In the wake of Marvel fans having a big blow-up at Martin Scorsese for not being a fan of Marvel movies, and now Sarah Dessen having a blow-up at a college student for not wanting a YA novel to be the yearly novel everyone at her college reads, it is time to have a chat.
Fiction publishing is a relationship industry. Whether you are published, where, and how your book gets publicity is largely driven by who you know and how much they’re willing to do for you, and it’s only getting more unequal. As a marginalized person, I think about this a lot. Socioeconomic status is an intersection of a number of factors– disability status, race, gender, education, etc.– but I want to talk today about specifically social capital. I’ll talk about what it is, how it fits into publishing, why it is vital to build it, and why the Internet’s not really a good place to do it. In Part 2, I’ll talk about potential strategies for marginalized creators to build it in the service of their careers.
Publisher’s Weekly recently started writing about the widening gap between front-of-list titles and the midlist (that is, bestsellers and everyone else; “backlist” refers to older books who publishers have the rights to which still sell reliably). Publishers are increasingly paying debut authors less and frontlist authors more.
Here’s the goddamn problem: nobody knows how to sell a book.
Communism is ultimately a Utopian project rooted in the idea that shit as it’s going now ain’t acceptable, and we ought to fix it, and as part of the conversation on what we ought to fix and how, some pretty fundamental things end up questioned. Like, should our work weeks be the same? Why not a planned economy? Why not get rid of pests? We are hoping for a renegotiation, for a reassessment in who is the recipient of violence, who may speak, how we live, and that means living in ways nobody has tried before. There will be failures.
One of the things on the table: what the fuck should art be, anyway? There was a recent Twitter… thing where I believe someone identifying as Marxist-Leninist declared all genre fiction fascist, sort of defaulted to “because it is” when pressed, and couldn’t articulate much more than that. The devil deserves a better advocate, even if he must lose in the end.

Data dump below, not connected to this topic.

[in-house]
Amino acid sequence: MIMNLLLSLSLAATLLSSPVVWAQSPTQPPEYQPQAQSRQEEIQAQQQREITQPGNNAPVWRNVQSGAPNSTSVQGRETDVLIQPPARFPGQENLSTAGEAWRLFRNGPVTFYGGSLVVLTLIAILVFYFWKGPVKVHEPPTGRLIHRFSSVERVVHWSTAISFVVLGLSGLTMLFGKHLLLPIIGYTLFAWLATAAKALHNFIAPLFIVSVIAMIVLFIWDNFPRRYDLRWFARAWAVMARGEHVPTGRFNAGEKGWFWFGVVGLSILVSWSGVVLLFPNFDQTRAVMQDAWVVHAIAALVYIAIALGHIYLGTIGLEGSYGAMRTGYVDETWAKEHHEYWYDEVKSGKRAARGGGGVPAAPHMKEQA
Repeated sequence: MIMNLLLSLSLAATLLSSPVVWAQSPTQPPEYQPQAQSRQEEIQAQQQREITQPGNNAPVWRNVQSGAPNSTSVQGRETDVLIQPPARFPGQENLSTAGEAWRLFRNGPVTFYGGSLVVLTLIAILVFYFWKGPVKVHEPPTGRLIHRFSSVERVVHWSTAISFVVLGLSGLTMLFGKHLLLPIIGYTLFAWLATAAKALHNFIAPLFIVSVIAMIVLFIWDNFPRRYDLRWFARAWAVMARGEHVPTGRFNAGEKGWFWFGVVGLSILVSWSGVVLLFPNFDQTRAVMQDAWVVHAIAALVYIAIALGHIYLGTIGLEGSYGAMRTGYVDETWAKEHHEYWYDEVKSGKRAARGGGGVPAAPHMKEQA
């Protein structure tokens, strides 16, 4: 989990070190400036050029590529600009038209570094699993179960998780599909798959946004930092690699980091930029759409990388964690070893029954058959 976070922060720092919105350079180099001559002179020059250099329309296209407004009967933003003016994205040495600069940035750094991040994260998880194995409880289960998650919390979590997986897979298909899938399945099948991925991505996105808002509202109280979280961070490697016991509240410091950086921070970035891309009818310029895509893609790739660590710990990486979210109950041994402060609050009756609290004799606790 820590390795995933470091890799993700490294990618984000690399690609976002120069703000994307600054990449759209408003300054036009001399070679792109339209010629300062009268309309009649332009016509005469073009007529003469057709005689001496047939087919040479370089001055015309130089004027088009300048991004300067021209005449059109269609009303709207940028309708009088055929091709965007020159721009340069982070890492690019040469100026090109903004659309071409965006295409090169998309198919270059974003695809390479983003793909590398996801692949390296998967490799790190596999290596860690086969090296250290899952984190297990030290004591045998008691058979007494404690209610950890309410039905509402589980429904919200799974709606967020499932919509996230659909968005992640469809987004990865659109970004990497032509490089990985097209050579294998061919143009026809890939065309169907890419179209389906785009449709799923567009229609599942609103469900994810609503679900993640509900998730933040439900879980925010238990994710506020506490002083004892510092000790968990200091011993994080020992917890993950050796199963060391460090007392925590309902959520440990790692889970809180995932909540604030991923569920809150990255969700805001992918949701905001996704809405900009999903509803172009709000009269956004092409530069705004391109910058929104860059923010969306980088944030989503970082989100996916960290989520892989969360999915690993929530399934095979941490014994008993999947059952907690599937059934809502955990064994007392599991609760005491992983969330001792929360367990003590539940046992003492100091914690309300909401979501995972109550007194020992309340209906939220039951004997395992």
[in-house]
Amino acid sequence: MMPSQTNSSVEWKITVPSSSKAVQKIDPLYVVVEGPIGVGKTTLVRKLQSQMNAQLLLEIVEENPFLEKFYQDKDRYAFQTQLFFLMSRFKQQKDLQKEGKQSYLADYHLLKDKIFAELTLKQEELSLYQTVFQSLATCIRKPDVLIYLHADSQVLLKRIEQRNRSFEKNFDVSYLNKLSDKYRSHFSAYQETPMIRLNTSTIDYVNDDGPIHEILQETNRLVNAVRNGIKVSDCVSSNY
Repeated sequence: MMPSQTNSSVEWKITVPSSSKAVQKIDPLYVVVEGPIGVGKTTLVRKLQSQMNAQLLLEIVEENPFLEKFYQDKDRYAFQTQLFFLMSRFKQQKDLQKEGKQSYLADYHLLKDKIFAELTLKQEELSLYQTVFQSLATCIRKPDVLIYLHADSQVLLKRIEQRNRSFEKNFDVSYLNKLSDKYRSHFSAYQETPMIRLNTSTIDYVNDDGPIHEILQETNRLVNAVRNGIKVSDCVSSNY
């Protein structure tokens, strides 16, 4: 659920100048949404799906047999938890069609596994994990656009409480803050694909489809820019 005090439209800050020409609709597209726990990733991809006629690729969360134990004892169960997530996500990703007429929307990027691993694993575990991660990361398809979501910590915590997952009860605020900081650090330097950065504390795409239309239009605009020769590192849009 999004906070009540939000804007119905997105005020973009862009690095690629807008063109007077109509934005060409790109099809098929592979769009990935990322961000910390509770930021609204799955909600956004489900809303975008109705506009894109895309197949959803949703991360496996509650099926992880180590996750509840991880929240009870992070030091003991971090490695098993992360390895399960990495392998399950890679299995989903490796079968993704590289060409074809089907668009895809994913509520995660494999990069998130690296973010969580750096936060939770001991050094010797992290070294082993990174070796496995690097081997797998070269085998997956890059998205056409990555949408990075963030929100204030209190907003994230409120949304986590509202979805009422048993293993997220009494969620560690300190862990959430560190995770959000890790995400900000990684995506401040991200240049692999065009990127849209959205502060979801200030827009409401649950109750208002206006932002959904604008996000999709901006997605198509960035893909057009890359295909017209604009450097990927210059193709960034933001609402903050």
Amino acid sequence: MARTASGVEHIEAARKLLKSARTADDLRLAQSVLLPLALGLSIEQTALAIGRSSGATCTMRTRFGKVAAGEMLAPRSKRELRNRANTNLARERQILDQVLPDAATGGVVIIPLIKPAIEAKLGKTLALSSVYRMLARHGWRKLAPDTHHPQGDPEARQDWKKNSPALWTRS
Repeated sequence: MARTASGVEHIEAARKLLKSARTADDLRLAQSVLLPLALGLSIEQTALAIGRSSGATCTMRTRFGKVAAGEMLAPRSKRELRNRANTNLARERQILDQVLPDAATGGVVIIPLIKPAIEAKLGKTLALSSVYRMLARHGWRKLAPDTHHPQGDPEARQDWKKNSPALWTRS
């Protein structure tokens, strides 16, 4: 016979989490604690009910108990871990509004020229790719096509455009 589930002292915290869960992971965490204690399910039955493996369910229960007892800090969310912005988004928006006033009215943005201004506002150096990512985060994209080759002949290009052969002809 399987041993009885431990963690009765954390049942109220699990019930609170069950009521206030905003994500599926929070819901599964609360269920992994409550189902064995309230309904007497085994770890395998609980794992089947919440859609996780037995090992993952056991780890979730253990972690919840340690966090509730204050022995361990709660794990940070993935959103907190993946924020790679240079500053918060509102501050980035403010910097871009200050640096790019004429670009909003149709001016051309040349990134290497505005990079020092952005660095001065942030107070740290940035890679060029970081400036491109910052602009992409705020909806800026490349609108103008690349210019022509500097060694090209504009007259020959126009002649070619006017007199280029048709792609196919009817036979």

Let’s take a crack at it.
Writers are brutal self-critics. I’m part of a small chat of mostly writers, a Breakfast Club-esque group of six of us at varying stages of our careers and working in varying genres. Between all of us, we write fiction, non-fiction, academic articles, academic books, leftist political commentary, fanfic, short stories (spec and lit fic), memoir, sports writing, ad writing, YA spec fic, and adult literary fiction. Pretty broad. Every one of us has had times where we go in on our own writing, and the group has had to talk us down.
These self-directed Two Minutes Hates make up the bulk of our writing talk despite them not being frequent. They’re hard on all of us. I personally make a point not to share every rejection (and I get rejected frequently because all writers do). It’s not so much that it’s repetitive or unsympathetic or what have you. There’s an intense dysphoria I feel (and I believe other people feel) when I spend too much time talking about anyone’s rejections and successes.